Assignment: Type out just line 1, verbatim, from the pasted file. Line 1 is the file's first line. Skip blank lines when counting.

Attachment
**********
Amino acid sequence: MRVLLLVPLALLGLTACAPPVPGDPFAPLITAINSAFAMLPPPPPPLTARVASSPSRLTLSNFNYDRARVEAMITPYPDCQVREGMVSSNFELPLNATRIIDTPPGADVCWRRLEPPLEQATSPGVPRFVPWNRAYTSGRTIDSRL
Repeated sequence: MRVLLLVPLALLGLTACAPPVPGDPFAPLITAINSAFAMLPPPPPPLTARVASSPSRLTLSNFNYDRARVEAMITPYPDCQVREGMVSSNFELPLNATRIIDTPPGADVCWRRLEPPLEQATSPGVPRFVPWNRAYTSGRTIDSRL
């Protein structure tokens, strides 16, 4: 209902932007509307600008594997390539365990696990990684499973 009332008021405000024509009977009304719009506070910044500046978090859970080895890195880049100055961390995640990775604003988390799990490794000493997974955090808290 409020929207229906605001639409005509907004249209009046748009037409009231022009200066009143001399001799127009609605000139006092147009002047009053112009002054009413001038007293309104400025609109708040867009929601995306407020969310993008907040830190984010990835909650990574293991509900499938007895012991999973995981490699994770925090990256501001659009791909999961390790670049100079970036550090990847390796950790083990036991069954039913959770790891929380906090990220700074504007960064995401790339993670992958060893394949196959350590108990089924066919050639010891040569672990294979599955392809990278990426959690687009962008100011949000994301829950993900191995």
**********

Amino acid sequence: MRVLLLVPLALLGLTACAPPVPGDPFAPLITAINSAFAMLPPPPPPLTARVASSPSRLTLSNFNYDRARVEAMITPYPDCQVREGMVSSNFELPLNATRIIDTPPGADVCWRRLEPPLEQATSPGVPRFVPWNRAYTSGRTIDSRL